SAN MATEO, Calif. As system implementations move to higher levels of integration, conventional semiconductor companies are finding that the real value of their standard-product portfolio lies not in chip sales but in the ability to license their designs as reusable intellectual property.
Infineon Technologies, for example, has long occupied a top spot in 16-bit microcontrollers with its C166 family. As standard products, these MCUs have established themselves in a variety of embedded-processing applications, based on high overall throughput, strong computational performance and system-level flexibility. With many of Infineon's key customers moving to higher levels of integration, the German giant was in a position to offer customers the compactness, low power and performance of the C166 in a code-compatible core by turning the design into synthesizable IP.
But migrating an older standard product to a synthesizable, technology-independent form for use in a system-level IC design is, to say the least, nontrivial. In the case of the C166, the original design was created via schematic capture in 1988. It had been moved to a cell-based form by 1995, but was not synthesizable. And certain architectural decisions had become increasingly archaic with the enormous changes in processes and performance levels in over a decade.
The solution for Infineon came in the form of a partnership. Synopsys Inc., busy building its IP library, was interested in the C166 as a synthesizable core and was willing to work with the Infineon designers to get it there. So the two companies worked together on moving the core from a cell-based hard macro to a synthesizable design.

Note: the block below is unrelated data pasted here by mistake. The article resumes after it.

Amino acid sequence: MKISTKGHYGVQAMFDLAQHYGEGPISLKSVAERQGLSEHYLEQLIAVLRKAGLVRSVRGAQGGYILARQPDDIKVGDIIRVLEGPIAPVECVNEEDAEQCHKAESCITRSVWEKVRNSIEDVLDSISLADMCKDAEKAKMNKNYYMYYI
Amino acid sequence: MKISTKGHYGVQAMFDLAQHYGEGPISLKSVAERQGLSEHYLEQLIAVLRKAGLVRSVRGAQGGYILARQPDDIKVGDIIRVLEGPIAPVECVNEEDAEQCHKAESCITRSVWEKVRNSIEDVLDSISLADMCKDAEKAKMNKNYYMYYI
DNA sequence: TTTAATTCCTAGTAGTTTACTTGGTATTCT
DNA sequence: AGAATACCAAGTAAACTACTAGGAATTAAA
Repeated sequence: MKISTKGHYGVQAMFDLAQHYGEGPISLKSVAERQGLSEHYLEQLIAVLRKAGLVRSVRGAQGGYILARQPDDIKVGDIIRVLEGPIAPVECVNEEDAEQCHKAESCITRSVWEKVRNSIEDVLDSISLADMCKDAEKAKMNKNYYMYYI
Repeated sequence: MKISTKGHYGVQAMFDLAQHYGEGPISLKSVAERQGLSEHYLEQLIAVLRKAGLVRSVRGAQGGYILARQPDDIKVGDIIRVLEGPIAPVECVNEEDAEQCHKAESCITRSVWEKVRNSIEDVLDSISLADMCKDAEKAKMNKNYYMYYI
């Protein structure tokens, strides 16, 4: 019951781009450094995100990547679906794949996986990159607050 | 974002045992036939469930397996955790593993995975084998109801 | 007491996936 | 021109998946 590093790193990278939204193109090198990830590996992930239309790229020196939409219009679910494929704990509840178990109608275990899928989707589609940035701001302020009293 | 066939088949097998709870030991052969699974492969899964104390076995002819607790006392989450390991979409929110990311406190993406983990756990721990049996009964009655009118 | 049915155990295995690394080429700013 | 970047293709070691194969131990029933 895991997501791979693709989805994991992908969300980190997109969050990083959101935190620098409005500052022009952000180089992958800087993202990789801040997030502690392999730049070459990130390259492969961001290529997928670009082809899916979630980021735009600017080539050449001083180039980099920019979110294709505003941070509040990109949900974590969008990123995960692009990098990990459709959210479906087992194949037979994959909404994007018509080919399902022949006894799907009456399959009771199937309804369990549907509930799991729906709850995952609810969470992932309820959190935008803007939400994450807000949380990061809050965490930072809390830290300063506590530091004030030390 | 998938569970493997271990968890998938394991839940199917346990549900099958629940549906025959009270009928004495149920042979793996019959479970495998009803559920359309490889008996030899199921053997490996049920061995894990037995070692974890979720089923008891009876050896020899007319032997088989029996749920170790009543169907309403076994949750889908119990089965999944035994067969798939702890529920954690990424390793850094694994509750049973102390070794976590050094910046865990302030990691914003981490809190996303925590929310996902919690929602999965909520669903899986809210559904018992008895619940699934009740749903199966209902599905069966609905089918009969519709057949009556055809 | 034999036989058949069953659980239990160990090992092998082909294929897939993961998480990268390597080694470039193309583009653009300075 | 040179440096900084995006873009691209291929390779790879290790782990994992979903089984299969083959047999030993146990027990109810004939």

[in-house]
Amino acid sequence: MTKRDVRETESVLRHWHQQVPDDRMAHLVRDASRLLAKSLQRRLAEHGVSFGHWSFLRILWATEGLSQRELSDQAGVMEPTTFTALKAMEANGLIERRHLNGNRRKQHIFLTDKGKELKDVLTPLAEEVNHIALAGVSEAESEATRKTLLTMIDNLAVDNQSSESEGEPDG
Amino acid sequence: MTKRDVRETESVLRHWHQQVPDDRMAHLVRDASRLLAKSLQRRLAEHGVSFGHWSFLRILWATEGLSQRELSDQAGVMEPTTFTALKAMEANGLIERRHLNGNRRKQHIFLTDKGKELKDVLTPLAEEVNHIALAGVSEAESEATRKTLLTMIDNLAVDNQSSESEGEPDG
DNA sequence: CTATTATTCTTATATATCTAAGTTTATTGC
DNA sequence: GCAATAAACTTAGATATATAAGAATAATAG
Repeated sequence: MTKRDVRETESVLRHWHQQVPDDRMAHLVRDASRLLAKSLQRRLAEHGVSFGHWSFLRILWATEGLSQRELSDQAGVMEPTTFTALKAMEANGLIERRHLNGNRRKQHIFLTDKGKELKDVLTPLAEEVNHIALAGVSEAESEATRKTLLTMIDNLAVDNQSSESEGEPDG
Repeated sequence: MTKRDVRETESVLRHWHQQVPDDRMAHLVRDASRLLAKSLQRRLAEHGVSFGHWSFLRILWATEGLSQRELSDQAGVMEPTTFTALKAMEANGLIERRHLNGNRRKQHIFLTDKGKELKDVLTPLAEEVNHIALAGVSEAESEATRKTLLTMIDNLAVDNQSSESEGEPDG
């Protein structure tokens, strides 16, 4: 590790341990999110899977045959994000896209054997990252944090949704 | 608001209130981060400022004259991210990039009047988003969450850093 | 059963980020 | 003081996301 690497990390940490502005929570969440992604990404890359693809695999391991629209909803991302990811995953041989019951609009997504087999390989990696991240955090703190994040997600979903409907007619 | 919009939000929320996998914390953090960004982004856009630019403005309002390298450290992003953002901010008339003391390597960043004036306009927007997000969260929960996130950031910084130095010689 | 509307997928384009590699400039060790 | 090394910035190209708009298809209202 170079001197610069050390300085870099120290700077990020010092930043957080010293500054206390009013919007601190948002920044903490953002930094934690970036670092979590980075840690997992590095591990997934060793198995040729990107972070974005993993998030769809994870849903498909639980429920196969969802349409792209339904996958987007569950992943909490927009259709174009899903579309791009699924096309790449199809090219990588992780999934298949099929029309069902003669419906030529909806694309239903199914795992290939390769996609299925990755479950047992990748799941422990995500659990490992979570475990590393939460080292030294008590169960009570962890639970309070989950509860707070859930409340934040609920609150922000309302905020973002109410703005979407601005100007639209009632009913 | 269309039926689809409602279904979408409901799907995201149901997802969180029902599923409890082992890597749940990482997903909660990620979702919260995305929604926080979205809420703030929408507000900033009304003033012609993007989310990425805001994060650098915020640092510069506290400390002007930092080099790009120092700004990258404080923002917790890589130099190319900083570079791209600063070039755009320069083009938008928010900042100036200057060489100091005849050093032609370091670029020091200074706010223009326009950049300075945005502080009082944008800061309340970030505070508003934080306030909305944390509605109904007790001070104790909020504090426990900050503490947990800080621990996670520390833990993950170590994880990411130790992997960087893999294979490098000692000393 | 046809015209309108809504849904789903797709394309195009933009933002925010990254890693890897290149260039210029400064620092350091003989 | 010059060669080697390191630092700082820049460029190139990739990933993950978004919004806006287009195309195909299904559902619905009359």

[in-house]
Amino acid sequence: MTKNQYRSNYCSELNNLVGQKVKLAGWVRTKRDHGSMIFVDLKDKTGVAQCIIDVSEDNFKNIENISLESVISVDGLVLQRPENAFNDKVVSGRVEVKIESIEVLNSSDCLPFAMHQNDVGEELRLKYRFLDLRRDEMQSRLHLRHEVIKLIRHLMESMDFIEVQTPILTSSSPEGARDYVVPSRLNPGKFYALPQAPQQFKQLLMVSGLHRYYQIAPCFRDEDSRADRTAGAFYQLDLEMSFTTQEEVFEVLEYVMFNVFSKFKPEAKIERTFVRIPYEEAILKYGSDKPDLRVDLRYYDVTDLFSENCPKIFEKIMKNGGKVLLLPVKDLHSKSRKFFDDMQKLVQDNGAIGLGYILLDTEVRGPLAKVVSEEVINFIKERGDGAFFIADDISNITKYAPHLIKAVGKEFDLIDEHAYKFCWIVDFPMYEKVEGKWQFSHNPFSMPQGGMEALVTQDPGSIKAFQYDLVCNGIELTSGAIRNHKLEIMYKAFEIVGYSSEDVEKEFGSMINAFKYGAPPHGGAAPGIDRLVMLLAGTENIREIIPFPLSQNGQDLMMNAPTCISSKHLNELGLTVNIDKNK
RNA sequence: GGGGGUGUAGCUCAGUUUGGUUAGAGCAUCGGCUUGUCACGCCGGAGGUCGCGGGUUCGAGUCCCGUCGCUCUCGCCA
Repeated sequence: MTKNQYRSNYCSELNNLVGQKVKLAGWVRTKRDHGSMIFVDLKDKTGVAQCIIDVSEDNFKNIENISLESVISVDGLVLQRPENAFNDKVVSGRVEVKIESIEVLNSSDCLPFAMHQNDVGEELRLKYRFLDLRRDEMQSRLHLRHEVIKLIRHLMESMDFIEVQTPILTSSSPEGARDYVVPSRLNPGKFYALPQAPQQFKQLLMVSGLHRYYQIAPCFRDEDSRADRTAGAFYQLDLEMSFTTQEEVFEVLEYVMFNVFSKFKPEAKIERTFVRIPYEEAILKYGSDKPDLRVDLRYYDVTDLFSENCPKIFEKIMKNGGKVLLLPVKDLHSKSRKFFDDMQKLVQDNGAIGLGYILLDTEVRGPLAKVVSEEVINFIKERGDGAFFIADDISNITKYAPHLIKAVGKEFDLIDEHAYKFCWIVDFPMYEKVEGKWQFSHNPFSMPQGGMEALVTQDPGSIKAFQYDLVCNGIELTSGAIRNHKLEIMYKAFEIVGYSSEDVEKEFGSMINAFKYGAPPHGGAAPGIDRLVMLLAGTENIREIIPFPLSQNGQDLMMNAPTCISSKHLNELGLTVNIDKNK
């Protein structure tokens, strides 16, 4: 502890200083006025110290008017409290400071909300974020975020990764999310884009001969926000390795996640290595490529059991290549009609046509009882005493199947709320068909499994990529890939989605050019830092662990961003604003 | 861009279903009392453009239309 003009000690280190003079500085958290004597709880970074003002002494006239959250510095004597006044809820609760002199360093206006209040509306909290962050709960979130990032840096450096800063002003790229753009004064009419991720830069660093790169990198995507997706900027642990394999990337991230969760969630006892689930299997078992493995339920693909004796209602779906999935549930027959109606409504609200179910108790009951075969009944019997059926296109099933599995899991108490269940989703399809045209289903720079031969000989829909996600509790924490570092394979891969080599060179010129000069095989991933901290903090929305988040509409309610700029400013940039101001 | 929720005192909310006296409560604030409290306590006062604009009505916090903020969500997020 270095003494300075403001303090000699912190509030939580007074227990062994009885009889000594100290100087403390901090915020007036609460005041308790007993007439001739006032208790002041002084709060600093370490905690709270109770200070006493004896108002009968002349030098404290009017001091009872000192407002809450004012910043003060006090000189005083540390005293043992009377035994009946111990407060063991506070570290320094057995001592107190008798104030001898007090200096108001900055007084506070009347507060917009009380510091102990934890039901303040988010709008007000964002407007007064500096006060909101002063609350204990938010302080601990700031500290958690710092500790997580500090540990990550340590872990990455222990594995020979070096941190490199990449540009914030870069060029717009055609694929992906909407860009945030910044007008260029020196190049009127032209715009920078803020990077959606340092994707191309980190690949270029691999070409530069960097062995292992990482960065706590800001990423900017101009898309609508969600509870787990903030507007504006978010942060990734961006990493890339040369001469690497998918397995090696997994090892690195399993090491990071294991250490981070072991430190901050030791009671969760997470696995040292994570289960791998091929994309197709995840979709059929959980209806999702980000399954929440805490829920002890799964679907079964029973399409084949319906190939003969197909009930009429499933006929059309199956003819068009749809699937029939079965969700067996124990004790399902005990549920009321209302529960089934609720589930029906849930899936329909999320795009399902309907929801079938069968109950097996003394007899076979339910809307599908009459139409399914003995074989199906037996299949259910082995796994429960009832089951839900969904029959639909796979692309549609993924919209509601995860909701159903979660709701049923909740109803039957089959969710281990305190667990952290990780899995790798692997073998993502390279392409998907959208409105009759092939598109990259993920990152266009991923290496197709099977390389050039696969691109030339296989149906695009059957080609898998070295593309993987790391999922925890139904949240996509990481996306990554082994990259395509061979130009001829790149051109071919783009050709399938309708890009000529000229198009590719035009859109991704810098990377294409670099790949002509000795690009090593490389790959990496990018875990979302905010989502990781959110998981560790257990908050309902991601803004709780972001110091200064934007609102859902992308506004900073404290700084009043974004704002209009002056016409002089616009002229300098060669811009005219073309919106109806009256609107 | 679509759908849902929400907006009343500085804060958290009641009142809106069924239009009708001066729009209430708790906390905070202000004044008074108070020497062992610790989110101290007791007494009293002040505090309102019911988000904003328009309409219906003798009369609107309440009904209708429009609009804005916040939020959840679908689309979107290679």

Clearly, this would not be a simple process of unwinding net-lists and writing VHDL to describe them. Not only did the format of the C166 design have to be changed, but fundamental parts of the design needed altering too.
Perhaps more important, a nonproprietary verification environment had to be built that would be useful to licensees with no access to Infineon or Synopsys internal data.
The companies launched a formal planning phase just to understand the scope of the job. This led to a phased sequence of projects in which the existing hard macro was deconstructed, the verification suite was codified and a new RTL description, verification environment and script library were created.
Along the way, the core came in for some architectural fixes and more-detailed changes necessary for successful synthesis. Options were added to permit licensees to tune the core and its peripheral environment. Verification tools were added. In the end, the project took on the look of a new design in which the original specification had been in the form of a hard macro.
Synthesized versions of the core exceeded project goals in area, speed and power efficiency. As a study in rendering a macro synthesizable, the C166S synthesizable core demonstrates the true scope of such an undertaking and alerts designers to both the hidden opportunities and hidden engineering traps in a design conversion of this scale.
A case study on the C166 transformation, authored by Bertrand Noel-Baron of Infineon Technologies and Benedikt Schmaenk, Stefan Schmechtig and Robert Huber of Synopsys, is online at www.eet.com/story/OEG20020828S0031.